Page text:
Healthcare Industry News: Bayer HealthCare
News Release - July 24, 2009
Regeneron Receives European Medicines Agency Positive Opinion for Marketing Authorization of Rilonacept for the Treatment of Cryopyrin-Associated Periodic Syndromes (CAPS)European marketing approval for this rare orphan condition anticipated in late 2009
TARRYTOWN, N.Y.--(HSMN NewsFeed)--Regeneron Pharmaceuticals, Inc. (NASDAQ:REGN ) today announced that the Committee for Medicinal Products for Human Use (CHMP) of the European Medicines Agency (EMEA) has issued a positive opinion for the marketing authorization in the European Union of rilonacept, an interleukin-1 blocker, for the treatment of Cryopyrin-Associated Periodic Syndromes (CAPS) with severe symptoms, including Familial Cold Auto-inflammatory Syndrome (FCAS) and Muckle-Wells Syndrome (MWS), in adults and children aged 12 years and older. The positive opinion recommends the granting of a marketing authorization for rilonacept under exceptional circumstances. Such authorizations are permissible for products for which a company can demonstrate that comprehensive data cannot be provided, for example because of the rarity of the condition. Each year, Regeneron will need to provide the EMEA with any new information that may become available for review.
“We are very pleased to receive the EMEA's positive opinion for rilonacept,” said Leonard S. Schleifer, M.D., Ph.D., Regeneron's president and chief executive officer. “We recognize that rilonacept may help address a significant unmet medical need that exists among CAPS patients in the European Union and are therefore committed to helping these patients obtain access to this new treatment.”
CAPS are a group of rare, inherited, auto-inflammatory conditions characterized by life-long, recurrent symptoms of rash, fever/chills, joint pain, eye redness/pain, and fatigue. Intermittent, disruptive exacerbations or flares can be triggered at any time by exposure to cooling temperatures, stress, exercise, or other unknown stimuli.
Rilonacept is a targeted inhibitor of interleukin-1 (IL-1), the key driver of inflammation in CAPS. In the pivotal clinical development program, patients treated with rilonacept reported a greater improvement in overall symptom scores than patients treated with placebo. These improvements were sustained over time with continued rilonacept treatment. Patient-reported symptoms assessment, using a validated daily diary instrument, represents a critical measure of effectiveness in a disease characterized by frequent, unpredictable symptom flares of variable severity and duration. Unlike other agents used in the treatment of CAPS, rilonacept is supported by patient-reported symptoms data using a validated assessment instrument.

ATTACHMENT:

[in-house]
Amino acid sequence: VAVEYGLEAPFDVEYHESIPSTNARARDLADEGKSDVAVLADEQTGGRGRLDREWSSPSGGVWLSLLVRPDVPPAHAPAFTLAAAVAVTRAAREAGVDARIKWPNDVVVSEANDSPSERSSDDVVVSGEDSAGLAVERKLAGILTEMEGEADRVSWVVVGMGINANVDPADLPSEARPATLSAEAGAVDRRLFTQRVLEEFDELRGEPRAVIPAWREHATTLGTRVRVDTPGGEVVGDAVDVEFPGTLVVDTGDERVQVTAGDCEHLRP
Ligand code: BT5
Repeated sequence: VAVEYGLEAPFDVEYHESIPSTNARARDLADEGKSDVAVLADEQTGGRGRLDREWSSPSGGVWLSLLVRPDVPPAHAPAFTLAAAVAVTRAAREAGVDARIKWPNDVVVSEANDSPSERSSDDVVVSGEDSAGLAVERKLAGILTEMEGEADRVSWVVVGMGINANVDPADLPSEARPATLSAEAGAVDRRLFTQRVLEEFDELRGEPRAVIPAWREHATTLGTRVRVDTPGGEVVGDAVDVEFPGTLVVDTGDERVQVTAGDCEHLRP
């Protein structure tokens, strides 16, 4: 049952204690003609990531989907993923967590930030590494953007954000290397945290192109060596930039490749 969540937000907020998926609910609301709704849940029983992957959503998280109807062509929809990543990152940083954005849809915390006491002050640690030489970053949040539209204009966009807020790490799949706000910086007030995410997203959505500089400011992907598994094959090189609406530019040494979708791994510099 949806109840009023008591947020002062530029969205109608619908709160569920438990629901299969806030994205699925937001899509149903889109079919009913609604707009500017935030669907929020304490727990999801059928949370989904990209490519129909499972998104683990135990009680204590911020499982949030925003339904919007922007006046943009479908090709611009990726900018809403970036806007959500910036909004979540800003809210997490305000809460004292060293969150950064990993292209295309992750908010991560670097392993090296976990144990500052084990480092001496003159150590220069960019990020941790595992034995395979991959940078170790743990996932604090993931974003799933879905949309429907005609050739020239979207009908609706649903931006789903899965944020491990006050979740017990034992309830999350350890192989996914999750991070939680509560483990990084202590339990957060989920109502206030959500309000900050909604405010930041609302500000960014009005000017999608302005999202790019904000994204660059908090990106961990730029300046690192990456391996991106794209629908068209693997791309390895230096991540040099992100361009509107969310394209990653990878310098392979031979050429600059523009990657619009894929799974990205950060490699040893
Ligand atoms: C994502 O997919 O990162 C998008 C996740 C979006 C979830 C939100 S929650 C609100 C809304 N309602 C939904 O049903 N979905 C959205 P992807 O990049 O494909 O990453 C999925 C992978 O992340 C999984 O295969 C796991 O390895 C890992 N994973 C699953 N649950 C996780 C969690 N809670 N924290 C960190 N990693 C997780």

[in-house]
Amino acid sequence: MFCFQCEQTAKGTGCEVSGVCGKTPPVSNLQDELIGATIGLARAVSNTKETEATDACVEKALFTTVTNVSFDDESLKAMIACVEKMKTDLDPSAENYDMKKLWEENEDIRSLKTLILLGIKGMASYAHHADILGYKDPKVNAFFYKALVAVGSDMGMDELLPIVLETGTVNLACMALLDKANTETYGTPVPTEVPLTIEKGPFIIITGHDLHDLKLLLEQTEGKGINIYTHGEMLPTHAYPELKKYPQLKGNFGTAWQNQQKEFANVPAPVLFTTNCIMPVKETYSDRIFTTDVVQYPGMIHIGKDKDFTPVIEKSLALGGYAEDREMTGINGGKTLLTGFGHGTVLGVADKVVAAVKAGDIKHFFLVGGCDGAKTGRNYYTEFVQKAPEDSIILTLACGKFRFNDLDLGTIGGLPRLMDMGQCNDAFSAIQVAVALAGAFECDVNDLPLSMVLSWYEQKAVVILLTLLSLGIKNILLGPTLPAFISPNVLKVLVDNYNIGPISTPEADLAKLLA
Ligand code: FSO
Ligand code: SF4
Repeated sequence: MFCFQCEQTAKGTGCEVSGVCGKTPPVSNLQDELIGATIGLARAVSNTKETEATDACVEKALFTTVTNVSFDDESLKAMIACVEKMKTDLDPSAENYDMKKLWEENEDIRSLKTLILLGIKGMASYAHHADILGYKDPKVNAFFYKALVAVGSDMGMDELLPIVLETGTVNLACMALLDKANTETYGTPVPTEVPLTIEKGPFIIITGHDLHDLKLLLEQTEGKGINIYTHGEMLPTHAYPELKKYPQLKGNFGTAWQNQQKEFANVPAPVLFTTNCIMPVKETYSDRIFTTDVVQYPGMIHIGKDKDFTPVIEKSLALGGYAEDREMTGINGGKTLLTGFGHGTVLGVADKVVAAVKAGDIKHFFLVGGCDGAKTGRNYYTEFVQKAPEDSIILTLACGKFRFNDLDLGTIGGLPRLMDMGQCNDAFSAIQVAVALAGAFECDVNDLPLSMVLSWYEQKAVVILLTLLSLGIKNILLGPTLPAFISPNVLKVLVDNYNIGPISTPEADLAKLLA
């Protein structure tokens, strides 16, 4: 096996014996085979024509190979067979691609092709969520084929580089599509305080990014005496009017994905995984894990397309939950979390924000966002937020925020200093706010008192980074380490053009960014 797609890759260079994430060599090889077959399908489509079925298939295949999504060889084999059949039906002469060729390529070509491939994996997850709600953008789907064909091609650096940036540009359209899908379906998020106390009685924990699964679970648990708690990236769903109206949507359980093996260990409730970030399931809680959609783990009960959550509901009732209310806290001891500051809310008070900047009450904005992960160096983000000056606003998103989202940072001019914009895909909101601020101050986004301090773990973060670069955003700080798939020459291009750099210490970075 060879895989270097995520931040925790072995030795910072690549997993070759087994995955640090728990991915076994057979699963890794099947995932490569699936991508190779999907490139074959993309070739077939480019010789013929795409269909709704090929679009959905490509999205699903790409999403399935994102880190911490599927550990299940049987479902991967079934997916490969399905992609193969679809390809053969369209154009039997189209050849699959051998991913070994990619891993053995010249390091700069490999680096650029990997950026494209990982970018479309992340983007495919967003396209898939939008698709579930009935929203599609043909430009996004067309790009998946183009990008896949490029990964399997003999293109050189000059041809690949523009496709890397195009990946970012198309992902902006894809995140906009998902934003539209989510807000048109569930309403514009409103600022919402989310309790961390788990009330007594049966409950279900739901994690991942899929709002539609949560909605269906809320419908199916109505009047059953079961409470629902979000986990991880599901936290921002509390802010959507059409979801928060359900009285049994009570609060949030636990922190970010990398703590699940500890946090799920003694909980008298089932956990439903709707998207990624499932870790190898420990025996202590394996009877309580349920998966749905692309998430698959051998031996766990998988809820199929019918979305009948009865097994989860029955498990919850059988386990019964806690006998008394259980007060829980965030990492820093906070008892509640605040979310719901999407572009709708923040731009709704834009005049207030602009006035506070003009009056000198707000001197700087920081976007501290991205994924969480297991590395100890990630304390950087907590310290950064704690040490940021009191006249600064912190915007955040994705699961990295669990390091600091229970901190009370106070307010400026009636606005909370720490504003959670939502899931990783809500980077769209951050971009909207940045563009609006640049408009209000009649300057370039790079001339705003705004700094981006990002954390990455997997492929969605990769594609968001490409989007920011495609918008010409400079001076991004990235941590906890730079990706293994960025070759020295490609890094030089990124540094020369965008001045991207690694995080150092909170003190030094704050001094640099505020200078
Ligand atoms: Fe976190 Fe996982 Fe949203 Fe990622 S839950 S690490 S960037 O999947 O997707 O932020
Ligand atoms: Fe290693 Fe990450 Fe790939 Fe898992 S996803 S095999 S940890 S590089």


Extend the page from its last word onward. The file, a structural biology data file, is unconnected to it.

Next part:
Rilonacept has been developed as a once-weekly injection which can be administered at home by the patient or their care giver following appropriate training. The most commonly reported adverse reactions with rilonacept were injection-site reaction and upper respiratory tract infection. IL-1 blockade may interfere with immune response to infections. Serious, life-threatening infections have been reported in patients taking rilonacept. Treatment should not be initiated in patients with active or chronic infections. Rilonacept should be discontinued if a patient develops a serious infection.
About Cryopyrin-Associated Periodic Syndromes (CAPS)
Recently, medical researchers have identified and described a group of rare, inherited, auto-inflammatory disorders, known as Cryopyrin-Associated Periodic Syndromes or CAPS. Three related conditions make up the broader disease known as CAPS: Familial Cold Auto-inflammatory Syndrome (FCAS), Muckle-Wells Syndrome (MWS), and Neonatal-Onset Multisystem Inflammatory Disease (NOMID). Rilonacept has not been studied in patients with NOMID.
CAPS are characterized by life-long, recurrent symptoms of rash, fever/chills, joint pain, eye redness/pain, and fatigue. Intermittent, disruptive exacerbations or flares can be triggered at any time by exposure to cooling temperatures, stress, exercise, or other unknown stimuli.
CAPS are generally caused by autosomal-dominant mutations (changes) in the NLRP-3 (previously known as CIAS1) gene and resultant alterations in the protein, cryopyrin, which it encodes. Cryopyrin, active in circulating, infection-fighting, white blood cells, controls the production of a protein called interleukin-1 (IL-1). As part of the body's infection-fighting defense system, IL-1 circulates throughout the body and can trigger inflammatory reactions when it binds to inflammatory cells. Researchers have found that alterations in the cryopyrin protein lead to over-production of IL-1, resulting in an inflammatory response and the symptoms of CAPS. Most, but not all, patients with CAPS have the NLRP-3 gene mutation.